When all have departed, close the book. Blow out the candles and, lastly open the curtains and turn on the lights.
There. Nice and innocent isn’t it? Unless you break any of the rules of course. No, I’m not telling you. You really don’t want to know what happens then.
Ready for another one? Then let’s play…

Yes, I know there’s a film of the same name. But did you know it was based on a real incident? The murder of Ruthie Mae McCoy was carried out by someone entering her apartment through the bathroom cabinet, in the Abbott Homes high rises in the Chicago Projects. It would have been entirely possible for a person to gain access this way as the adjoining apartment also had its bathroom cabinet in the same position. You can read more about this fascinating case online, but for now, let’s play the game. It’s really very simple. You’ll need to be alone. In your bathroom. In front of the mirror. Shut the door, switch off the lights, face the mirror and say ‘Candyman’ five times.
The Candyman will appear – and kill you with his hook. Er – right. Well, goodbye then!
Assuming you survived (somehow), let’s play one last game:
11 Mile Road

If you have an all-consuming desire to get something, you may choose this game but you have to have nerves of steel and/or be a complete idiot to try it. You’ll need a car or motorbike of some kind – and you can’t take anyone with you. You’re well and truly on your own, mate.
To find 11 Mile Road, you need to wait until the streets round and about you are deserted, very late at night and drive to a back road inside a forest or dense wood (no, not outside it. Inside.)
Drive around the empty roads or lanes until you know you’ve found 11 Mile Road. Don’t ask me. You’ll just know. Your instinct will tell you. Just keep alert.
Now you’ve found it, think carefully. This is your last chance to turn around and get the hell out of there. Still want to continue? Right:
Don’t listen to music or turn the radio on, don’t open your windows or doors or stop the car - whatever you see or whatever happens - and keep your speed below 30 m.p.h.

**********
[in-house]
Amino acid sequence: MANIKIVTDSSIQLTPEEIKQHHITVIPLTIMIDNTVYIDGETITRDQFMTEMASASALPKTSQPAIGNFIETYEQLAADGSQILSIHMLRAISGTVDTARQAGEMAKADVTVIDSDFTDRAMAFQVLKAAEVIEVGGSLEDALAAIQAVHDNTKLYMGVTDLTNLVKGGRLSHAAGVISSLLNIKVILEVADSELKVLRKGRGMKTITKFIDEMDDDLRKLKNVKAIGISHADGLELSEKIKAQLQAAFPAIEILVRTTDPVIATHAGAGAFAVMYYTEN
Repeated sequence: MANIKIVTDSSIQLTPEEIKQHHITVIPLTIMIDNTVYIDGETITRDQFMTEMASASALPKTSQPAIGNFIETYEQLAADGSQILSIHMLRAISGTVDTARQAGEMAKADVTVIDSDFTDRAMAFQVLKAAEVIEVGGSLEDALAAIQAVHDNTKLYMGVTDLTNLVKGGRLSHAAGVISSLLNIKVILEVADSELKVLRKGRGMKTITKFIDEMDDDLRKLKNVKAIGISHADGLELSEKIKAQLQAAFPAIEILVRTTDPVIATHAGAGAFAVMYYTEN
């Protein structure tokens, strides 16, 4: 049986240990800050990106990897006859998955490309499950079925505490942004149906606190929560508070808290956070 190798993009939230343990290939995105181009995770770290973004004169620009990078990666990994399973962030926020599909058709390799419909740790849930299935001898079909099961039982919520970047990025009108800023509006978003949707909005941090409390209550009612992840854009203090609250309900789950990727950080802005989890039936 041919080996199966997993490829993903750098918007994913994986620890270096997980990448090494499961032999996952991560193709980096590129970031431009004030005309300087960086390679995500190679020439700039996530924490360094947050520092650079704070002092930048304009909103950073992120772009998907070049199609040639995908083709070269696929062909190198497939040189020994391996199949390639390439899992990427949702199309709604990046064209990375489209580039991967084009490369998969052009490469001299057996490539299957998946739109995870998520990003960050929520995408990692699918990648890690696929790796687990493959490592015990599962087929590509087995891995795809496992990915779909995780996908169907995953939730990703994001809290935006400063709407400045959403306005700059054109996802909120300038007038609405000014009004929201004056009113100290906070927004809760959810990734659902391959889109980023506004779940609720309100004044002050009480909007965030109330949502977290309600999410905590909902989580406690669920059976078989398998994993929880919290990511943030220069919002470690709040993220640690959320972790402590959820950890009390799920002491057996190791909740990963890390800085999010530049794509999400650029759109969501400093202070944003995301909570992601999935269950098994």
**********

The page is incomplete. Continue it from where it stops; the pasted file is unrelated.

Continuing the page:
You’re now on your eleven mile drive and each mile is significant. Remember, whatever happens, keep driving.
Miles one and two – you may feel a little cold and, if so, you can switch your heater on.
Mile three – movement will begin all around you. Ignore it and don’t take your eyes off the road.
Mile four – voices. Ignore them.
Mile five – the countryside may start to change and become beautiful – a lake with moonlight shimmering on the crystal waters, the forest becoming less dense. It’s so tempting to stop and look. DON’T.
Mile six – the trees become denser once more, any stars will disappear. Your headlights might flicker, the radio may start up, and appear to talk directly to you. Ignore anything and everything and don’t turn off the radio. Remember, you didn’t switch it on.
Mile seven – the voices may seem to be coming from your own back seat. Ignore them. Don’t turn around.
Mile eight – whatever happens, keep driving. If your headlights dim, slow down but never, ever stop.
Mile nine – this is when your car may stall. If it does, do nothing except close your eyes and keep them shut as you wait for the car to start again. When it does, foot down, open your eyes and drive.